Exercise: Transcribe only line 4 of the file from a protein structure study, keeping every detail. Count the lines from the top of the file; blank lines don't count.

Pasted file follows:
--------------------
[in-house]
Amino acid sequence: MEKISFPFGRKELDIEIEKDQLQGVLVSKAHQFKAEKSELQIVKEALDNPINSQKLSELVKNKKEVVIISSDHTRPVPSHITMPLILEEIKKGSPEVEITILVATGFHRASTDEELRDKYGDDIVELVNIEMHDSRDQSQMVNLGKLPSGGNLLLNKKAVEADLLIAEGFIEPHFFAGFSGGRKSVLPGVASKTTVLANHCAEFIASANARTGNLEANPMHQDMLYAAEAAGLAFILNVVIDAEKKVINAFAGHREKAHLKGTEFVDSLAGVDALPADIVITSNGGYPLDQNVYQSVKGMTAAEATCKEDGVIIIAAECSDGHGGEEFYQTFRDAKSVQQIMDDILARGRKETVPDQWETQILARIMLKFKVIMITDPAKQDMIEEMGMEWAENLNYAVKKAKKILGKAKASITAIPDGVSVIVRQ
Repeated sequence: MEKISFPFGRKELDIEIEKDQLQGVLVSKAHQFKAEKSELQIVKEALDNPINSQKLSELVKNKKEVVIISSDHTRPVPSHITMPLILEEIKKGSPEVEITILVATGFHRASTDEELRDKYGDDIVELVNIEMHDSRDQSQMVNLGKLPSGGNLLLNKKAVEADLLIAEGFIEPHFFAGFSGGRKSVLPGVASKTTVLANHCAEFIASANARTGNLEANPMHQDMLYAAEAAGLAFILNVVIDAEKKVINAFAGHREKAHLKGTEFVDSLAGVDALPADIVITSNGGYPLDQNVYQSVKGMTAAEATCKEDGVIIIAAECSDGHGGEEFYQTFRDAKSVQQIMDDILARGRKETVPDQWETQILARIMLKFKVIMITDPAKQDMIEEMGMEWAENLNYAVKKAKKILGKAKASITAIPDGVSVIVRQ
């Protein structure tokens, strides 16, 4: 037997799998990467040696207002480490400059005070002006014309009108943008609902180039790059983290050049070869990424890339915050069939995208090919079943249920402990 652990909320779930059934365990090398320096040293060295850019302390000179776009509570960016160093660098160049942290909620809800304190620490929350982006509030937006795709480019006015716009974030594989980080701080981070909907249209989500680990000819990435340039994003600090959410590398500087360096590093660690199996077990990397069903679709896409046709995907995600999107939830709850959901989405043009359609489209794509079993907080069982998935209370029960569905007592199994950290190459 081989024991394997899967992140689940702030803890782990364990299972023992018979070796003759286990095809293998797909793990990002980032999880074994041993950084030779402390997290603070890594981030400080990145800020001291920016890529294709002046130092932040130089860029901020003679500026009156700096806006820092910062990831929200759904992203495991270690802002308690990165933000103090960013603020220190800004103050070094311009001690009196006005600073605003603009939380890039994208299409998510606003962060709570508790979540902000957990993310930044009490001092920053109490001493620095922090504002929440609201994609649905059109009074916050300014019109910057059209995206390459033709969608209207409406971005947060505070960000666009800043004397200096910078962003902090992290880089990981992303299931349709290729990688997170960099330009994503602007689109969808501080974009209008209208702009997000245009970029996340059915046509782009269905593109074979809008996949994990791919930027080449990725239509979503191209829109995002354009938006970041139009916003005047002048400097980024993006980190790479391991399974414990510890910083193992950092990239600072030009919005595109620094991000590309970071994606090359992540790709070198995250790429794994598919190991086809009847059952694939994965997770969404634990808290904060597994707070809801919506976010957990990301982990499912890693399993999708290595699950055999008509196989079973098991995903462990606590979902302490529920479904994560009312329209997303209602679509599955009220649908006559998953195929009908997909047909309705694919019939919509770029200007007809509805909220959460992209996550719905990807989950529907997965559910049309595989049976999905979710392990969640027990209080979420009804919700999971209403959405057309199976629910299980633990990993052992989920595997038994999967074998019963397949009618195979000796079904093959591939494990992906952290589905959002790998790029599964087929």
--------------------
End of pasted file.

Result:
């Protein structure tokens, strides 16, 4: 037997799998990467040696207002480490400059005070002006014309009108943008609902180039790059983290050049070869990424890339915050069939995208090919079943249920402990 652990909320779930059934365990090398320096040293060295850019302390000179776009509570960016160093660098160049942290909620809800304190620490929350982006509030937006795709480019006015716009974030594989980080701080981070909907249209989500680990000819990435340039994003600090959410590398500087360096590093660690199996077990990397069903679709896409046709995907995600999107939830709850959901989405043009359609489209794509079993907080069982998935209370029960569905007592199994950290190459 081989024991394997899967992140689940702030803890782990364990299972023992018979070796003759286990095809293998797909793990990002980032999880074994041993950084030779402390997290603070890594981030400080990145800020001291920016890529294709002046130092932040130089860029901020003679500026009156700096806006820092910062990831929200759904992203495991270690802002308690990165933000103090960013603020220190800004103050070094311009001690009196006005600073605003603009939380890039994208299409998510606003962060709570508790979540902000957990993310930044009490001092920053109490001493620095922090504002929440609201994609649905059109009074916050300014019109910057059209995206390459033709969608209207409406971005947060505070960000666009800043004397200096910078962003902090992290880089990981992303299931349709290729990688997170960099330009994503602007689109969808501080974009209008209208702009997000245009970029996340059915046509782009269905593109074979809008996949994990791919930027080449990725239509979503191209829109995002354009938006970041139009916003005047002048400097980024993006980190790479391991399974414990510890910083193992950092990239600072030009919005595109620094991000590309970071994606090359992540790709070198995250790429794994598919190991086809009847059952694939994965997770969404634990808290904060597994707070809801919506976010957990990301982990499912890693399993999708290595699950055999008509196989079973098991995903462990606590979902302490529920479904994560009312329209997303209602679509599955009220649908006559998953195929009908997909047909309705694919019939919509770029200007007809509805909220959460992209996550719905990807989950529907997965559910049309595989049976999905979710392990969640027990209080979420009804919700999971209403959405057309199976629910299980633990990993052992989920595997038994999967074998019963397949009618195979000796079904093959591939494990992906952290589905959002790998790029599964087929």